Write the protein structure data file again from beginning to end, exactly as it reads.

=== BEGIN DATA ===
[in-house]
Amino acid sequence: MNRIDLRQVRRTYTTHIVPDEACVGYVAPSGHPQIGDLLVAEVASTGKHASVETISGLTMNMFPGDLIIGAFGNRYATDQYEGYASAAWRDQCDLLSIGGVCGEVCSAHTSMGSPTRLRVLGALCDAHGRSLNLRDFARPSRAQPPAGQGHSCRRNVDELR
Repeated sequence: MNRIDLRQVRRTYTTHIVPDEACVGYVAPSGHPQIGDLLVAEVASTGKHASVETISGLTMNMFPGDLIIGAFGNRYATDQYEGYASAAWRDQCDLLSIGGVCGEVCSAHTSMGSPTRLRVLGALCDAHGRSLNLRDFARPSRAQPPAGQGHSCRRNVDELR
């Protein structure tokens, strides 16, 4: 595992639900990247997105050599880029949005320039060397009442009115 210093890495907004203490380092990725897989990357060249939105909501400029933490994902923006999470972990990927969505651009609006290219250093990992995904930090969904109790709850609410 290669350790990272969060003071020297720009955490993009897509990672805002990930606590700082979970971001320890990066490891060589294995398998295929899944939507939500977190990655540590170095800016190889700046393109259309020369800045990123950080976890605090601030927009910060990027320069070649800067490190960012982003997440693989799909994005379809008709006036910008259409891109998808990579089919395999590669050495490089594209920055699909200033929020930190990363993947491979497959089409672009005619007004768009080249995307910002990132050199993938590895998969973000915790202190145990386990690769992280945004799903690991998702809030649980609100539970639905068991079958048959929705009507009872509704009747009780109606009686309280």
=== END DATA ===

[in-house]
Amino acid sequence: MNRIDLRQVRRTYTTHIVPDEACVGYVAPSGHPQIGDLLVAEVASTGKHASVETISGLTMNMFPGDLIIGAFGNRYATDQYEGYASAAWRDQCDLLSIGGVCGEVCSAHTSMGSPTRLRVLGALCDAHGRSLNLRDFARPSRAQPPAGQGHSCRRNVDELR
Repeated sequence: MNRIDLRQVRRTYTTHIVPDEACVGYVAPSGHPQIGDLLVAEVASTGKHASVETISGLTMNMFPGDLIIGAFGNRYATDQYEGYASAAWRDQCDLLSIGGVCGEVCSAHTSMGSPTRLRVLGALCDAHGRSLNLRDFARPSRAQPPAGQGHSCRRNVDELR
């Protein structure tokens, strides 16, 4: 595992639900990247997105050599880029949005320039060397009442009115 210093890495907004203490380092990725897989990357060249939105909501400029933490994902923006999470972990990927969505651009609006290219250093990992995904930090969904109790709850609410 290669350790990272969060003071020297720009955490993009897509990672805002990930606590700082979970971001320890990066490891060589294995398998295929899944939507939500977190990655540590170095800016190889700046393109259309020369800045990123950080976890605090601030927009910060990027320069070649800067490190960012982003997440693989799909994005379809008709006036910008259409891109998808990579089919395999590669050495490089594209920055699909200033929020930190990363993947491979497959089409672009005619007004768009080249995307910002990132050199993938590895998969973000915790202190145990386990690769992280945004799903690991998702809030649980609100539970639905068991079958048959929705009507009872509704009747009780109606009686309280």